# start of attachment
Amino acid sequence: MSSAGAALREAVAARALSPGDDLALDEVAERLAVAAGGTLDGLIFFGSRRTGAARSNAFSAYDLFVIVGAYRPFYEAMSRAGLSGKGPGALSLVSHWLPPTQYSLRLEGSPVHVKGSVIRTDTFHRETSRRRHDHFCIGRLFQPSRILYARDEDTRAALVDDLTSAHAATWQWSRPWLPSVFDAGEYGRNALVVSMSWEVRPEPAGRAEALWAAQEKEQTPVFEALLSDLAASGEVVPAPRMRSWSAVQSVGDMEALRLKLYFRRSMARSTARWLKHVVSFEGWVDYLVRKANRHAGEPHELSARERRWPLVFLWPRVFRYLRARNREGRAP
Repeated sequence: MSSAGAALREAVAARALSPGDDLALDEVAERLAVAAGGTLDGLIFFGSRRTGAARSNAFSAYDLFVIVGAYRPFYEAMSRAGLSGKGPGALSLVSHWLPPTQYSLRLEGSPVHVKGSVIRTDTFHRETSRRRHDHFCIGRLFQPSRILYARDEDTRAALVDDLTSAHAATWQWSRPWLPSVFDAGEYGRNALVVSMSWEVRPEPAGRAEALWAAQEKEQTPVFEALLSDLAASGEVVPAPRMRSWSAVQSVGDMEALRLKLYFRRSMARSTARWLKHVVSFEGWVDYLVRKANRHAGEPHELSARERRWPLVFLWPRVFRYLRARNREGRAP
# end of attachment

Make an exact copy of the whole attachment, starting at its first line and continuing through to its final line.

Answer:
Amino acid sequence: MSSAGAALREAVAARALSPGDDLALDEVAERLAVAAGGTLDGLIFFGSRRTGAARSNAFSAYDLFVIVGAYRPFYEAMSRAGLSGKGPGALSLVSHWLPPTQYSLRLEGSPVHVKGSVIRTDTFHRETSRRRHDHFCIGRLFQPSRILYARDEDTRAALVDDLTSAHAATWQWSRPWLPSVFDAGEYGRNALVVSMSWEVRPEPAGRAEALWAAQEKEQTPVFEALLSDLAASGEVVPAPRMRSWSAVQSVGDMEALRLKLYFRRSMARSTARWLKHVVSFEGWVDYLVRKANRHAGEPHELSARERRWPLVFLWPRVFRYLRARNREGRAP
Repeated sequence: MSSAGAALREAVAARALSPGDDLALDEVAERLAVAAGGTLDGLIFFGSRRTGAARSNAFSAYDLFVIVGAYRPFYEAMSRAGLSGKGPGALSLVSHWLPPTQYSLRLEGSPVHVKGSVIRTDTFHRETSRRRHDHFCIGRLFQPSRILYARDEDTRAALVDDLTSAHAATWQWSRPWLPSVFDAGEYGRNALVVSMSWEVRPEPAGRAEALWAAQEKEQTPVFEALLSDLAASGEVVPAPRMRSWSAVQSVGDMEALRLKLYFRRSMARSTARWLKHVVSFEGWVDYLVRKANRHAGEPHELSARERRWPLVFLWPRVFRYLRARNREGRAP